Boston University School of Public Health (BUSPH) research published in The Lancet Regional Health – Americas found that symptoms of depression increased from 27.8% in 2020 to 32.8% in 2021. The survey responses showed that depressive symptoms intensified over time and continue to remain high at the population level. Those who have lower household income and have experienced COVID-19 related stressors — including job loss, financial problems, difficulty paying rent, inability to get food due to shortages, and/or not being able to get supplies due to shortages — are among those most affected, according to lead author Catherine Ettman, a doctoral candidate at the Brown University School of Public Health and chief of staff and director of strategic initiatives in BUSPH’s Office of the Dean. “The sustained and increasing prevalence of elevated depressive symptoms suggests that the burden of the pandemic on mental health has been ongoing—and that it has been unequal,” says Ettman, noting that efforts moving forward should keep in mind low-income populations who have been disproportionately affected by the pandemic.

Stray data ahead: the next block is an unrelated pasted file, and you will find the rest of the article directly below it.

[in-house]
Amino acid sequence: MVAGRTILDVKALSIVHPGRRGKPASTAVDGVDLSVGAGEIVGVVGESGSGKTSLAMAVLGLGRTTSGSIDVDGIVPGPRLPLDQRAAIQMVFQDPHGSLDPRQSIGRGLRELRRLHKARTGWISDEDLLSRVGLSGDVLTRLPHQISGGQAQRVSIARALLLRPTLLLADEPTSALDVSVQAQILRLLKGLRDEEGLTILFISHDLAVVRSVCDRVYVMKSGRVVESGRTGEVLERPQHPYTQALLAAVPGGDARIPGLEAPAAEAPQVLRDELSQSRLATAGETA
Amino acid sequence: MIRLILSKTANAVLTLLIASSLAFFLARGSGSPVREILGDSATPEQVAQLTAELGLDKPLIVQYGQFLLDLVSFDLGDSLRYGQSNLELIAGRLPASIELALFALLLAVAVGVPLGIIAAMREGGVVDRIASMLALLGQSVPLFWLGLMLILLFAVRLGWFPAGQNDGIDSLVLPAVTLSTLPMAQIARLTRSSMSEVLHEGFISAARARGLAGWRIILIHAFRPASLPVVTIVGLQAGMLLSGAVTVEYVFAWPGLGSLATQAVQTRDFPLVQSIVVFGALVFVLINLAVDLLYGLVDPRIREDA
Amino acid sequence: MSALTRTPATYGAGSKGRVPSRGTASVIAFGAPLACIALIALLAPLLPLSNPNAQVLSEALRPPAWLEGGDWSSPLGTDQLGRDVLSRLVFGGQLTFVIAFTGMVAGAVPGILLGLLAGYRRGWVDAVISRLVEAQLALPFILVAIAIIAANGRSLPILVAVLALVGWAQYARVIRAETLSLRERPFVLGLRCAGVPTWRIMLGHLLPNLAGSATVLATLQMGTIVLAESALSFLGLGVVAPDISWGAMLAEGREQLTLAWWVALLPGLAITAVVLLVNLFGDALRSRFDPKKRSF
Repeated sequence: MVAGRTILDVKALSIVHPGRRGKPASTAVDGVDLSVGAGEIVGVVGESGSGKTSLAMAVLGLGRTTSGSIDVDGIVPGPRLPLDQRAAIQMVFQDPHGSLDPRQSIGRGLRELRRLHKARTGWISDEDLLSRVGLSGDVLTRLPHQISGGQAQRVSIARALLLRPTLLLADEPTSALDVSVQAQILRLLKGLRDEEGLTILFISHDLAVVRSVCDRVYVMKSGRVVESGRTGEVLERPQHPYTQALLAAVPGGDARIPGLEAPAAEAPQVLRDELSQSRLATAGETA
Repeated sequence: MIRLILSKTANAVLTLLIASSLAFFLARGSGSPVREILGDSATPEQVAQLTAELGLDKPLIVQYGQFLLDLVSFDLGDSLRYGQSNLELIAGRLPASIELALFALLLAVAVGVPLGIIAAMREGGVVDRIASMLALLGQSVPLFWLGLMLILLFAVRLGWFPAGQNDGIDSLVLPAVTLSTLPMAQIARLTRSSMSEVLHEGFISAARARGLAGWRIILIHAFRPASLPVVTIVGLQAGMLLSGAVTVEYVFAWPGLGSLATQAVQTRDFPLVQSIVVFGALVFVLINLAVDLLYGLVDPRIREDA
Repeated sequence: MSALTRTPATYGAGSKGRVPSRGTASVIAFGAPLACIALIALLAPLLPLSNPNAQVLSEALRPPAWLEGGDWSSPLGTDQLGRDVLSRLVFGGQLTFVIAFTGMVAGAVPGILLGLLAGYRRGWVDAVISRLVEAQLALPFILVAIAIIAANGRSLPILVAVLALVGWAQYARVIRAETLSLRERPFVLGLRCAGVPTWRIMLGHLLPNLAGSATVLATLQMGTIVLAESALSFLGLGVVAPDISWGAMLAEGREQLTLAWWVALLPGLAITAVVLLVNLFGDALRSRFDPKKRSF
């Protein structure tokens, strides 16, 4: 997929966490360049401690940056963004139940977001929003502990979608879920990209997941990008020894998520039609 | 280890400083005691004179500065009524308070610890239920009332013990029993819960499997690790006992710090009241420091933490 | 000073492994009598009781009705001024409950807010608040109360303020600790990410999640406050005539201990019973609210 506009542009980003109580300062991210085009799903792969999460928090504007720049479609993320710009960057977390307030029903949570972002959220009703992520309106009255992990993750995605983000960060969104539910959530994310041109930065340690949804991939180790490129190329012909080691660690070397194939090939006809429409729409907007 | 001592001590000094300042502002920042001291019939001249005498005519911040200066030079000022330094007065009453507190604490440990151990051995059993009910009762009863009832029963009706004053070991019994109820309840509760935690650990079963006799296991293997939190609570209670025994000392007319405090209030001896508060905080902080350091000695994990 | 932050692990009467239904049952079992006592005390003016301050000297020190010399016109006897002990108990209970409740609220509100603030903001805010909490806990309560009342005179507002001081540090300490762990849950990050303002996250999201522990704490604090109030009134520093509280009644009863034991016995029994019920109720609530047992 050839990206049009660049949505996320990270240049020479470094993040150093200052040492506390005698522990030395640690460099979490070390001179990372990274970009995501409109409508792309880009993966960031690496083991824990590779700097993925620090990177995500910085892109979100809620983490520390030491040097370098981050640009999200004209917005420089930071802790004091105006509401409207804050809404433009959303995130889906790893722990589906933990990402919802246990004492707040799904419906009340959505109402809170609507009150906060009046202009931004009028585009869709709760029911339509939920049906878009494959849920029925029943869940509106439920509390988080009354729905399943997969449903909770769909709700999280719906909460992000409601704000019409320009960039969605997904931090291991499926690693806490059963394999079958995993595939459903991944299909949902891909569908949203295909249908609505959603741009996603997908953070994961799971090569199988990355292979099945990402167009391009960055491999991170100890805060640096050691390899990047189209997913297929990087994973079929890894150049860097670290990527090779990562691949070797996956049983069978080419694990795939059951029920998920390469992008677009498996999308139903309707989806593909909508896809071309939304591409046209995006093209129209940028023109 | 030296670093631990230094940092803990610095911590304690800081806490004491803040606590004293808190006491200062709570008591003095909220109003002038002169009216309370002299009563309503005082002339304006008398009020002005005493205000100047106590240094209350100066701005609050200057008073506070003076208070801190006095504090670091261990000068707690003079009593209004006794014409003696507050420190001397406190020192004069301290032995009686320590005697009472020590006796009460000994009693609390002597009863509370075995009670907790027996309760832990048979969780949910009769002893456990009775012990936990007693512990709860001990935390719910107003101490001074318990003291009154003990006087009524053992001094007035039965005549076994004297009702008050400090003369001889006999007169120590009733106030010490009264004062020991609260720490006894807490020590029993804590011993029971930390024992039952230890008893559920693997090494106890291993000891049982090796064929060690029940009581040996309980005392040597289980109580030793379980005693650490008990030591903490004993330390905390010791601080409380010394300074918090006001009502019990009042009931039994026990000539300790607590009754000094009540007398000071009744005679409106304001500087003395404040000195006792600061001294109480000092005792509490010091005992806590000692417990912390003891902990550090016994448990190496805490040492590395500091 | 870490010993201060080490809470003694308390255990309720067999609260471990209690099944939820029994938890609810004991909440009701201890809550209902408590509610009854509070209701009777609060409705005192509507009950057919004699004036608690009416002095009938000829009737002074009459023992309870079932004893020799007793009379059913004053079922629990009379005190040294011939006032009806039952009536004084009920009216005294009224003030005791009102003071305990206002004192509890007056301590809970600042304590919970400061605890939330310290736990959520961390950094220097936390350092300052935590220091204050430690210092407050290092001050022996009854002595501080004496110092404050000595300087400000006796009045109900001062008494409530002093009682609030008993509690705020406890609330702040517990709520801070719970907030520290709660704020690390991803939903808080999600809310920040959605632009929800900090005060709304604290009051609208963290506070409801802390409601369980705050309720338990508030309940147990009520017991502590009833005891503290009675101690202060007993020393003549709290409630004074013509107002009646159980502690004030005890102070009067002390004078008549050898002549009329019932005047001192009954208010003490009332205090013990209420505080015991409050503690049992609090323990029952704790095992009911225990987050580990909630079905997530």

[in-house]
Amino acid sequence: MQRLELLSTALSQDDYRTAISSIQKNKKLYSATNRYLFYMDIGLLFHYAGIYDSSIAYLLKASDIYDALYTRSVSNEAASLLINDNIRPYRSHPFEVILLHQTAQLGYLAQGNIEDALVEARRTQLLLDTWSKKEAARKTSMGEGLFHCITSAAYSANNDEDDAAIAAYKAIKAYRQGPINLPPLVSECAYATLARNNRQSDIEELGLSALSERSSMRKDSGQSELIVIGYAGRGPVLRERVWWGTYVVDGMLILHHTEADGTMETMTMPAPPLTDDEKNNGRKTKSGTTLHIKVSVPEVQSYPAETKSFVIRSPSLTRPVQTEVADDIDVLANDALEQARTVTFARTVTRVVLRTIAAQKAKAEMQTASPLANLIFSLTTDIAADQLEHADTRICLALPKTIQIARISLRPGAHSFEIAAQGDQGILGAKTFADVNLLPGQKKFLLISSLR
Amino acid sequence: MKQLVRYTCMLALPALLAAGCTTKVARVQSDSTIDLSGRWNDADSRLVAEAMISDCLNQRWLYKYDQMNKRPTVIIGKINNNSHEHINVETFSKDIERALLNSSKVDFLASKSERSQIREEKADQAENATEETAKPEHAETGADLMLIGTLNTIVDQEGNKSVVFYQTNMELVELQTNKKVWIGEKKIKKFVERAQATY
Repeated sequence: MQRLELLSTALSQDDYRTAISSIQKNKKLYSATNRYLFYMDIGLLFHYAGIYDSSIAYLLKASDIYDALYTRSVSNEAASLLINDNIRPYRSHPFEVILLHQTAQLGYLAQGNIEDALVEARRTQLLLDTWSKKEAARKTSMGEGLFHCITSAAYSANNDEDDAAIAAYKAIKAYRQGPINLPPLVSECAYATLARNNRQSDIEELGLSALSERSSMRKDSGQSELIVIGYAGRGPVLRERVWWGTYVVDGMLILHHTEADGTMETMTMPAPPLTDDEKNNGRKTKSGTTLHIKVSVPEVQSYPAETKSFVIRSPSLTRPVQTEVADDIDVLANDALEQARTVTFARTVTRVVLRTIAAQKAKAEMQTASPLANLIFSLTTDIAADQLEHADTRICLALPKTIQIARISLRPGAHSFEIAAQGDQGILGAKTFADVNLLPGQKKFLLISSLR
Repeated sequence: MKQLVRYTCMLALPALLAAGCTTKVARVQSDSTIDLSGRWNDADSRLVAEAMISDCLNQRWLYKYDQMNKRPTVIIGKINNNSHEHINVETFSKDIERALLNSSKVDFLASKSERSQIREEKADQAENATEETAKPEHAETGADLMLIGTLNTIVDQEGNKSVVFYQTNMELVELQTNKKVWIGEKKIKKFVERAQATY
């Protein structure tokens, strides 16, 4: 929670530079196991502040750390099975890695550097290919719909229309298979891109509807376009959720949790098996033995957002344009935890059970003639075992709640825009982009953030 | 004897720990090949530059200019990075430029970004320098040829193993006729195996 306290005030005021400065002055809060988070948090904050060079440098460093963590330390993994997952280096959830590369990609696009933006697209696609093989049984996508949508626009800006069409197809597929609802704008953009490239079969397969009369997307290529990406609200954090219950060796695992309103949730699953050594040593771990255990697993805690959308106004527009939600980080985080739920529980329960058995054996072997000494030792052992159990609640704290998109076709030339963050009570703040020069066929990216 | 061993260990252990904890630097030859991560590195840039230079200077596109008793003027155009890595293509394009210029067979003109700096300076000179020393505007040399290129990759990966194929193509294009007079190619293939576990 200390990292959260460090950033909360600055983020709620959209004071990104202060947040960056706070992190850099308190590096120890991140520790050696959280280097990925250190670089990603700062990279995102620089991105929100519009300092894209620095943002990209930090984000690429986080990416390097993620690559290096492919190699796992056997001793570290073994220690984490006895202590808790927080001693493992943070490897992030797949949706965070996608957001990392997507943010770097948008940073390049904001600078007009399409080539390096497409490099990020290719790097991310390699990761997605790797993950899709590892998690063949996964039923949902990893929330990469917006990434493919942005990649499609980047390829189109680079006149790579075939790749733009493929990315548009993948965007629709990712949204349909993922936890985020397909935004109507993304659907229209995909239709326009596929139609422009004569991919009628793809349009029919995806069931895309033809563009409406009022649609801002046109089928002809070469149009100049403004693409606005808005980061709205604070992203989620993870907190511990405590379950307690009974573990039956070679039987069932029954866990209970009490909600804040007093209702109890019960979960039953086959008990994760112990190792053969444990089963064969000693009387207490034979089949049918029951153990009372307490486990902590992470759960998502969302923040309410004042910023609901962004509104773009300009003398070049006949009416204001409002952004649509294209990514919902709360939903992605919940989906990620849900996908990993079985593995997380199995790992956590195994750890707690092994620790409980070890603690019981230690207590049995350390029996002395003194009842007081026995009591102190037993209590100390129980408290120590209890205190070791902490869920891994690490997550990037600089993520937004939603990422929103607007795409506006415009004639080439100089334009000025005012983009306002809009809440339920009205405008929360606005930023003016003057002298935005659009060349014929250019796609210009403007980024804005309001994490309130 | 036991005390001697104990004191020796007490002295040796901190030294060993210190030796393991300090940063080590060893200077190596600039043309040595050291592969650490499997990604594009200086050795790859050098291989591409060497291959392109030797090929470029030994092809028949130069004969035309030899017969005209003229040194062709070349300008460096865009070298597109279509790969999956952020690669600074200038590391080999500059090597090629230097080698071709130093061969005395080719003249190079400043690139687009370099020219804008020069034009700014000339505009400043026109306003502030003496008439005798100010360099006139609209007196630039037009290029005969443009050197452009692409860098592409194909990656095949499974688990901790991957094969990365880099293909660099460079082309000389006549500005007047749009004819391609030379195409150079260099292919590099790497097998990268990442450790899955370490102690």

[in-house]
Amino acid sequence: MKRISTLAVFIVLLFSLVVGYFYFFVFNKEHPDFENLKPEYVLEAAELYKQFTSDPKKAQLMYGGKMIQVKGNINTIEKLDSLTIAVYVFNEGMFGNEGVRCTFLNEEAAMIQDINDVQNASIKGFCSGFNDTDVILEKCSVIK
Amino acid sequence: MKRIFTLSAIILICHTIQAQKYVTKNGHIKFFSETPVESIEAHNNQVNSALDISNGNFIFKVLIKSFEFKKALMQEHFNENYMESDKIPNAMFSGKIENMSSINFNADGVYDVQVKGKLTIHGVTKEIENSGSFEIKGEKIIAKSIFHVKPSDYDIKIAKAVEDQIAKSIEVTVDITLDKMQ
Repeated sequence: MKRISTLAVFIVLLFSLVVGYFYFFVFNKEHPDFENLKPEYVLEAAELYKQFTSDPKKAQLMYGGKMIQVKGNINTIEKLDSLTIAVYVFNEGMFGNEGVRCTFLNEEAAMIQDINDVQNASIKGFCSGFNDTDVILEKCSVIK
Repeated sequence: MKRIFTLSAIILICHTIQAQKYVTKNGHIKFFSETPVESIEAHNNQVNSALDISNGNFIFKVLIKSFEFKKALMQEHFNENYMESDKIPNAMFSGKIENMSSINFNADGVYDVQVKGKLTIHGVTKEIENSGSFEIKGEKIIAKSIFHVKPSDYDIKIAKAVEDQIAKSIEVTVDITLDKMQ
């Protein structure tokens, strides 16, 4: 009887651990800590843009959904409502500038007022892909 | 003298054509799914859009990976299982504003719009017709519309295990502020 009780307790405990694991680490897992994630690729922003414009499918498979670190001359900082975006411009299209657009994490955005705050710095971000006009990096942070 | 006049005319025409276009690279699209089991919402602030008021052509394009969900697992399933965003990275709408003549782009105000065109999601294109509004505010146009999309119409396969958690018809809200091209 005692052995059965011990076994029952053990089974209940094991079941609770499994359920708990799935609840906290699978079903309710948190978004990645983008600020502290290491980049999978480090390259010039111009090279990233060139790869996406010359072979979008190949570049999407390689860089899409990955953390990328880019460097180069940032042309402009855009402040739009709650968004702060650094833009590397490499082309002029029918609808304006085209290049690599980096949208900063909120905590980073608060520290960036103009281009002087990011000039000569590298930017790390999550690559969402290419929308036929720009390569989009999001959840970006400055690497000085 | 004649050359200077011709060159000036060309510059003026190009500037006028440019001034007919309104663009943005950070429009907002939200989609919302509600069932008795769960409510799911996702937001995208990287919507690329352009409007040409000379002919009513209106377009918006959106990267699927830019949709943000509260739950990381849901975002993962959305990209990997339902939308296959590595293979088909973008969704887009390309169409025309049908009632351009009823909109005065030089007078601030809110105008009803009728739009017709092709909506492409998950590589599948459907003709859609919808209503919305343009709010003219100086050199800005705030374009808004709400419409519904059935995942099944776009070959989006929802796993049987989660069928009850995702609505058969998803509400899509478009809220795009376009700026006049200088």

Building on BUSPH findings, Sharecare’s Community Well-Being Index assessed commonalities among areas with the highest and lowest risk for experiencing severe depression symptoms in 2020. In general, the Index revealed that areas with the lowest percentage of residents who reported severe depression risk had enhanced levels of social determinants of health. In particular, areas with the lowest levels of depression exhibited:
- 1.5x more MDs
- 1.6x fewer residents living in poverty
- 2.4x higher percentage of residents who take public transit to work
- 1.4x more residents with a college degree
- 1.7x lower percentage of households receiving the federal Supplemental Nutrition Assistance Program (SNAP)
Sharecare also evaluated the perennial relationship between financial stress, depression risk, and overall community well-being, noting that states with the greatest financial stress also exhibited the greatest levels of depression risk and some of the lowest overall community well-being.
“States like Mississippi, New Mexico, Louisiana, and Oklahoma exhibited both the highest financial stress and the greatest depression risk according to 2020 findings, coinciding with low rankings in measures of well-being, as well as low rankings in social determinants across economic security, food access, and housing and transportation,” says Michael Rickles, PhD, VP, Research for Sharecare’s Community Well-Being Index. “While these relationships are not new, we now know that declines in mental and financial health are hitting the geographies and subpopulations with the least access and infrastructure in place. It’s concerning enough for these issues to be pervasive in populations of privilege, so for underserved communities, this could certainly be the next major crisis we face.”